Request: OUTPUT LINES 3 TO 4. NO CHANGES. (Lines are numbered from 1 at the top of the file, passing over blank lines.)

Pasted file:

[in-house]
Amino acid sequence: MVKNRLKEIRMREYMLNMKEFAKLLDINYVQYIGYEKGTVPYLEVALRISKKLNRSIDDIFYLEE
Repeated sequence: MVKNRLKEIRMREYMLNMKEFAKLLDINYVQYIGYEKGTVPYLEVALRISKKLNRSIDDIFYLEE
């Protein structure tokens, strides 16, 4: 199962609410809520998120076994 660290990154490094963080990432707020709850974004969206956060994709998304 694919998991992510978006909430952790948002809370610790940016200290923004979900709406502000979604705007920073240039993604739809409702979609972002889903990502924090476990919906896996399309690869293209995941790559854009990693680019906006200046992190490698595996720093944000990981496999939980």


Repeated sequence: MVKNRLKEIRMREYMLNMKEFAKLLDINYVQYIGYEKGTVPYLEVALRISKKLNRSIDDIFYLEE
């Protein structure tokens, strides 16, 4: 199962609410809520998120076994 660290990154490094963080990432707020709850974004969206956060994709998304 694919998991992510978006909430952790948002809370610790940016200290923004979900709406502000979604705007920073240039993604739809409702979609972002889903990502924090476990919906896996399309690869293209995941790559854009990693680019906006200046992190490698595996720093944000990981496999939980």